Spirits have the same basic needs as they did when they were living. When they come out for Hungry Ghost, they need to stock back up while floating around the living realm. People burn fake money, paper cars, and cell phones so that when the spirits return to the underworld, they feel satisfied.

The locals put on operas and puppet shows, but no one will sit in the front row. The good seats are for the ghosts. Even the undead need a little entertainment.

A huge effigy of the ruler of hell gets burned on the last day of the festival.

October

Mid-Autumn Festival Malaysia or Mooncake Festival

Where: All over Malaysia

Mooncake with teapot

The Mooncake Festival can be traced back to China from over two thousand years ago. The Chinese would make offerings (mooncakes) to the moon Goddess, Chang Er, to thank her for a bountiful harvest.

Mooncakes were traditionally stuffed with lotus paste or salted egg, but now, you can find them stuffed with everything from apricots to chocolate. Nowadays, it’s less sacred and more of an occasion to eat mooncakes.

Nine Emperor Gods Festival

Where: Wherever there are Taoists

Nine Emperor Gods temple in Penang

This nine-day festival is celebrated at the Taoist Temples near the water. Throngs of devotees and mediums wearing white walk from the temple to the seaside. There the mediums chant and call to the Nine Gods that are supposed to arrive on the waterway.

Once the Emperor Gods arrive, they sit in sedan chairs carried by the devotees and are brought back to the temple.

During these nine days, people keep a strict vegetarian diet to purify themselves. Some walk on fire or stairs covered in blades, while others pierce their cheeks with spears. All done to ward off bad luck and seek blessings from the Nine Emperor Gods.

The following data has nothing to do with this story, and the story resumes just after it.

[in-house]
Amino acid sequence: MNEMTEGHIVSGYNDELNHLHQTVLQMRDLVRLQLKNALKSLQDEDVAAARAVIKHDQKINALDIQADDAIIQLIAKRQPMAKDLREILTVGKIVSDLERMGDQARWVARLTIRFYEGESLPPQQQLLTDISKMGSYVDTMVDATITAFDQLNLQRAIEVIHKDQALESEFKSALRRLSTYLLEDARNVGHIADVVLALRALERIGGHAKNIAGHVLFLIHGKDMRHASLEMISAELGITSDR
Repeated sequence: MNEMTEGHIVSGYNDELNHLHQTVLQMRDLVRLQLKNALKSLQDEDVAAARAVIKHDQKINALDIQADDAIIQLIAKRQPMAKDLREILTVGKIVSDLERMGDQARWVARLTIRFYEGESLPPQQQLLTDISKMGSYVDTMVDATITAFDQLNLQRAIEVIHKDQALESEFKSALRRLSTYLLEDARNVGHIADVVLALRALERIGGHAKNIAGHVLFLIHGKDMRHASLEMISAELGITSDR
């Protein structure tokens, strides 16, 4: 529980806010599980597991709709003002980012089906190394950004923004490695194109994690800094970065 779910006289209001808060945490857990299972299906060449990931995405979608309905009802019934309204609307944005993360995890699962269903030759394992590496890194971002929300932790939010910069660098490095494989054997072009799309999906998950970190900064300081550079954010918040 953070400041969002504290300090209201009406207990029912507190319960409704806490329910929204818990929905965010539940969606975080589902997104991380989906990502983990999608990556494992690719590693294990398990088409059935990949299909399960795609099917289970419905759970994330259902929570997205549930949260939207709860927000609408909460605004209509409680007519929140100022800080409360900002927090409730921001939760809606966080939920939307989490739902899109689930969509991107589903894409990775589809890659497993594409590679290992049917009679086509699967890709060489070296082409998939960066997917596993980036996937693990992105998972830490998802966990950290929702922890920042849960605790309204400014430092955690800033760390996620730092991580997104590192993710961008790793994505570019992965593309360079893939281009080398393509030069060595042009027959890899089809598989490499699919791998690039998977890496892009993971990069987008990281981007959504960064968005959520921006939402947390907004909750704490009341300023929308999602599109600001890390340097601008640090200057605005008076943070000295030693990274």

People go to extremes to seek these blessings and have died in the act.

November

Deepavali (Festival of Lights)

Where: Wherever there are Hindus

Rangoli-colored flour, chalk and and rice design

The Deepavali celebration in Malaysia is very momentous for Indians. It’s a Hindu festival that signifies the triumph of good over evil.

Oil lamps are lit to ward away the darkness and evil. Devotees create temporary kolam on the floor of their homes. Kolam, or mandalas, are intricately designed drawings made from colored rice and chalk power.

You’ll see gorgeous kolam in every mall.

If you’re lucky, you’ll get invited to a Deepavali open house to see their kolam and feast on traditional Indian food.

December

Penang International Dragon Boat Festival

Where: Teluk Bahang Dam, Penang

Dragon boat competition in Penang in one of theFestivals of Malaysia

Teams from all over the world head to Penang for this two-day event. Each team has a long narrow boat with an intricate sculpted wooden dragon head at the front.

There are 22 paddlers, a sweep who steers, and a drummer who sits at the front thumping a large round drum to keep the pace.

The races vary from 100-500 meters and have multiple heats for each length.

Dragon boat racing originated in China over 2000 years ago. When the Chinese settled along the shores of George Town, Penang, they brought this tradition with them. When the race was formally organized in Penang in 1934, it was the first time a dragon boat race had ever been held outside of China.